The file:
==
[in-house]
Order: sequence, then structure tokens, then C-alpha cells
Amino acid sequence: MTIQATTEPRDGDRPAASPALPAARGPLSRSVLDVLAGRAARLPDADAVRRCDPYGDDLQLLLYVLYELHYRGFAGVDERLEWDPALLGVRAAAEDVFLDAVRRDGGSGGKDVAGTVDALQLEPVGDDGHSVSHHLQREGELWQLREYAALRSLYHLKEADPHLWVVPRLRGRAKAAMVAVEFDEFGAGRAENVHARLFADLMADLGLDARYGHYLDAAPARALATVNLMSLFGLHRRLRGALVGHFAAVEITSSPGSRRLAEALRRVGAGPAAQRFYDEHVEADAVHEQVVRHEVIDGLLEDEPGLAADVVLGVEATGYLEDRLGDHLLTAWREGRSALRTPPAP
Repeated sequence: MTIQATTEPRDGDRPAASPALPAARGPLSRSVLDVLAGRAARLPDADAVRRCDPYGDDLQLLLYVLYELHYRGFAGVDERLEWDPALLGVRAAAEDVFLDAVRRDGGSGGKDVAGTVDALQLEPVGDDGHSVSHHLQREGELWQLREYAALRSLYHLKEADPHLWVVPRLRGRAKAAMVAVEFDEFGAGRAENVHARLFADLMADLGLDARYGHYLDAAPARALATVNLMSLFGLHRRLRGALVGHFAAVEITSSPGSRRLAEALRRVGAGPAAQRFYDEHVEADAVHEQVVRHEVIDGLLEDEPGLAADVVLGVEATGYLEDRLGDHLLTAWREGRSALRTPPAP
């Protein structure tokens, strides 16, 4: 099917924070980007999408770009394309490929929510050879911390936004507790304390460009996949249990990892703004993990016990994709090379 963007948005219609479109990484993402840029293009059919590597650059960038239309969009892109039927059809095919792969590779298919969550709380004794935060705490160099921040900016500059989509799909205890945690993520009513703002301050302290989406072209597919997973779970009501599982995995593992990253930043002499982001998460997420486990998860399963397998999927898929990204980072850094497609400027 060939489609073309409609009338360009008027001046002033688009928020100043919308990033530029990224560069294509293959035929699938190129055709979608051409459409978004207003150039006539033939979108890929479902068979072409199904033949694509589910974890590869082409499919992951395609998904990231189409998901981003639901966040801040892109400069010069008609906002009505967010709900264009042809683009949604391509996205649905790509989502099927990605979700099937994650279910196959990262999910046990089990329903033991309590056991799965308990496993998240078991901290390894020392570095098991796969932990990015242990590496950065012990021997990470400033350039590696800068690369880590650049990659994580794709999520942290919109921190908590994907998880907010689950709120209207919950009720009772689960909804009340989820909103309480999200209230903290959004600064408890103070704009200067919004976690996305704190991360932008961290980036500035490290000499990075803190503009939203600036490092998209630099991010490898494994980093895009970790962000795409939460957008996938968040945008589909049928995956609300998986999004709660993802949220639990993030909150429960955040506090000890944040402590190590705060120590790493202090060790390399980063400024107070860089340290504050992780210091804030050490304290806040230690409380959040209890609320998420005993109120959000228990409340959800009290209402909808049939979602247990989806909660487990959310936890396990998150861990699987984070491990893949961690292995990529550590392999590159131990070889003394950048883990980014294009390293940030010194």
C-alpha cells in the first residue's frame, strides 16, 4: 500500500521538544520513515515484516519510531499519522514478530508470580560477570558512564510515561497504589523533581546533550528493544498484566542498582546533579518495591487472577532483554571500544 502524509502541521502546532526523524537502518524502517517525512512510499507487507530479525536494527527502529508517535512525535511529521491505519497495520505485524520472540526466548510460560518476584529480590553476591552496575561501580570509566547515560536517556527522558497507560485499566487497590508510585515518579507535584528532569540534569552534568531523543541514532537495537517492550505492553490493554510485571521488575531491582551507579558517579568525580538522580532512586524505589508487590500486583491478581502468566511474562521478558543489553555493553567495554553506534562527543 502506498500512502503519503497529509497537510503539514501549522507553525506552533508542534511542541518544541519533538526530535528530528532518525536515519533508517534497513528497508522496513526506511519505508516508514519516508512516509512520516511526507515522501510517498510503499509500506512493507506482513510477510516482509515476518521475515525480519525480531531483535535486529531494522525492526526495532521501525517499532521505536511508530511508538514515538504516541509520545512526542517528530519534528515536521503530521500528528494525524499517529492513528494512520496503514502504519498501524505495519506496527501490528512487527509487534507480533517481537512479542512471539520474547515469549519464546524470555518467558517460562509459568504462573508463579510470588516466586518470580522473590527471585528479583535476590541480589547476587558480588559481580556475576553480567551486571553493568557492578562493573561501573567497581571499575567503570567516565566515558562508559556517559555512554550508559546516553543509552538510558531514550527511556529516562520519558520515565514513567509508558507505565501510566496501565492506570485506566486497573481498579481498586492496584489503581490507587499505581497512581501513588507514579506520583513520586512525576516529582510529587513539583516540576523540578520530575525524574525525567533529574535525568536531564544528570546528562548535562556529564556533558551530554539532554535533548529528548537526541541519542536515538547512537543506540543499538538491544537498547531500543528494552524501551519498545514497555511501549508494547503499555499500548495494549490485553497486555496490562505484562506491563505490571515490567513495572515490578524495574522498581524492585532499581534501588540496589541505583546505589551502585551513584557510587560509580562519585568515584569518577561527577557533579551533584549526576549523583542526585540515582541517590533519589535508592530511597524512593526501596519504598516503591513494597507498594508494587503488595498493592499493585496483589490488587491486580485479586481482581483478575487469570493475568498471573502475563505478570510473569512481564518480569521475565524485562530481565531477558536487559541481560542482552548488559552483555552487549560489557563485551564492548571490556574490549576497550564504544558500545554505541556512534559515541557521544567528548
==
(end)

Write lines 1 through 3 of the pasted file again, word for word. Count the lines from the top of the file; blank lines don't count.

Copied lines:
[in-house]
Order: sequence, then structure tokens, then C-alpha cells
Amino acid sequence: MTIQATTEPRDGDRPAASPALPAARGPLSRSVLDVLAGRAARLPDADAVRRCDPYGDDLQLLLYVLYELHYRGFAGVDERLEWDPALLGVRAAAEDVFLDAVRRDGGSGGKDVAGTVDALQLEPVGDDGHSVSHHLQREGELWQLREYAALRSLYHLKEADPHLWVVPRLRGRAKAAMVAVEFDEFGAGRAENVHARLFADLMADLGLDARYGHYLDAAPARALATVNLMSLFGLHRRLRGALVGHFAAVEITSSPGSRRLAEALRRVGAGPAAQRFYDEHVEADAVHEQVVRHEVIDGLLEDEPGLAADVVLGVEATGYLEDRLGDHLLTAWREGRSALRTPPAP